Distributed Denial of Service Attack (DDoS) Definition
DDoS stands for “Distributed Denial of Service.” A DDoS attack is a malicious attempt to make an online service unavailable to users, usually by temporarily interrupting or suspending the services of its hosting server.
Unlike a Denial of Service (DoS) attack, in which a single Internet-connected device (one network connection) is used to flood targeted resource with packets, a DDoS attack is launched from numerous compromised devices, often distributed globally in what is referred to as a botnet.
"And that concludes our DDoS party: Escapist Magazine, Eve Online, Minecraft, League of Legends + 8 phone requests.”Tweeted by LulzSec - June 14, 2011, 11:07PM
DDoS attacks can be broadly divided into three types:
Specific DDoS Attacks Types
Some specific and particularly popular and dangerous types of DDoS attacks include:UDP Flood
This DDoS attack leverages the User Datagram Protocol (UDP), a sessionless networking protocol. This type of attack floods random ports on a remote host with numerous UDP packets, causing the host to repeatedly check for the application listening at that port, and (when no application is found) reply with an ICMP Destination Unreachable packet. This process saps host resources, and can ultimately lead to inaccessibility.ICMP (Ping) Flood
Similar in principle to the UDP flood attack, an ICMP flood overwhelms the target resource with ICMP Echo Request (ping) packets, generally sending packets as fast as possible without waiting for replies. This type of attack can consume both outgoing and incoming bandwidth, since the victim’s servers will often attempt to respond with ICMP Echo Reply packets, resulting a significant overall system slowdown.SYN Flood
A SYN flood DDoS attack exploits a known weakness in the TCP connection sequence (the “three-way handshake”), wherein a SYN request to initiate a TCP connection with a host must be answered by a SYN-ACK response from that host, and then confirmed by an ACK response from the requester. In a SYN flood scenario, the requester sends multiple SYN requests, but either does not respond to the host’s SYN-ACK response, or sends the SYN requests from a spoofed IP address. Either way, the host system continues to wait for acknowledgement for each of the requests, binding resources until no new connections can be made, and ultimately resulting in denial of service.Ping of Death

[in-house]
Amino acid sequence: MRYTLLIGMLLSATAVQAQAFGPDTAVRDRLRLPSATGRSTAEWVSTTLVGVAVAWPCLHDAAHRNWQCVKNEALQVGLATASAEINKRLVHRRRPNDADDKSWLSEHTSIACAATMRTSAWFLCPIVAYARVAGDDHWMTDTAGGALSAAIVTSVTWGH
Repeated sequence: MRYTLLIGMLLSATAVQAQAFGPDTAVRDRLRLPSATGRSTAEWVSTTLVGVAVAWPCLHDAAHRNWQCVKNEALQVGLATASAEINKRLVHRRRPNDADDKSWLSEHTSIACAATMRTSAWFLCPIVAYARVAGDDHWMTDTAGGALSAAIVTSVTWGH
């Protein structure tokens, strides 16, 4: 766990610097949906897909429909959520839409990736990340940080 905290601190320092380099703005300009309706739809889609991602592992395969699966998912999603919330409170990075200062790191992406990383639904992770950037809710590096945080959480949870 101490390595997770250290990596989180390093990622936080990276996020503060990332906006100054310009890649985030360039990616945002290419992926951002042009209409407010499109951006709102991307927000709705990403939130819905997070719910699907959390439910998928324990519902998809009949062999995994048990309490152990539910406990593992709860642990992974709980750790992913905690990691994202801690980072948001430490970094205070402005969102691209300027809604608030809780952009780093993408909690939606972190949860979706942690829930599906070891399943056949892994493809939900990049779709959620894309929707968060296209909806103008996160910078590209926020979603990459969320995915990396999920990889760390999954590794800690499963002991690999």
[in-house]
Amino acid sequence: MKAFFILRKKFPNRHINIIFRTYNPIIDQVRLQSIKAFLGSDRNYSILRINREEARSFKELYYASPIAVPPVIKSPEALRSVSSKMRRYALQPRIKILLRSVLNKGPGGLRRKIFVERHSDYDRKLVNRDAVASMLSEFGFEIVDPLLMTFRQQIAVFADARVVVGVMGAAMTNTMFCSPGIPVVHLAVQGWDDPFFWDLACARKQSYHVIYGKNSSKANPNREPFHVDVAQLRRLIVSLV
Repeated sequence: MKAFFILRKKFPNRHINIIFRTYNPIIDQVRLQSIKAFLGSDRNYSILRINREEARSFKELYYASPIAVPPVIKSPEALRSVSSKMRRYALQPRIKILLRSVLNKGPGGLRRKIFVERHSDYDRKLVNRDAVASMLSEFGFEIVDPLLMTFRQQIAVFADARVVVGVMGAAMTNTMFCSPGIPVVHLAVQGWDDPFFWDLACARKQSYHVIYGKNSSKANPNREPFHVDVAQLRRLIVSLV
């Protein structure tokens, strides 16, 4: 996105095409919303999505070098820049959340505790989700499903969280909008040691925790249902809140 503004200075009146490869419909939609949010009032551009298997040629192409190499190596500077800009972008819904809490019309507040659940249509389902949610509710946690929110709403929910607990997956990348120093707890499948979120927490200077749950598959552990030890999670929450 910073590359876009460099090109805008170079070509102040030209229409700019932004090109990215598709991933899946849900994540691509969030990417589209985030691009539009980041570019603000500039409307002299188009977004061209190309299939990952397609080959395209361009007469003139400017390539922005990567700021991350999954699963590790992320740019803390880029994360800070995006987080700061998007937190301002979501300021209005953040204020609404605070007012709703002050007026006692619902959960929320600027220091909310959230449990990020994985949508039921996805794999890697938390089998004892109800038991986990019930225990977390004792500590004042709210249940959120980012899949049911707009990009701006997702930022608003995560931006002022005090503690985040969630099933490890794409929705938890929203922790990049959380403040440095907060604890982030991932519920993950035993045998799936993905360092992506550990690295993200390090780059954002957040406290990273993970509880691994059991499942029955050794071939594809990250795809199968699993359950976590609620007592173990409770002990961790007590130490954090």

A ping of death ("POD") attack involves the attacker sending multiple malformed or malicious pings to a computer. The maximum packet length of an IP packet (including header) is 65,535 bytes. However, the Data Link Layer usually poses limits to the maximum frame size - for example 1500 bytes over an Ethernet network. In this case, a large IP packet is split across multiple IP packets (known as fragments), and the recipient host reassembles the IP fragments into the complete packet. In a Ping of Death scenario, following malicious manipulation of fragment content, the recipient ends up with an IP packet which is larger than 65,535 bytes when reassembled. This can overflow memory buffers allocated for the packet, causing denial of service for legitimate packets.Slowloris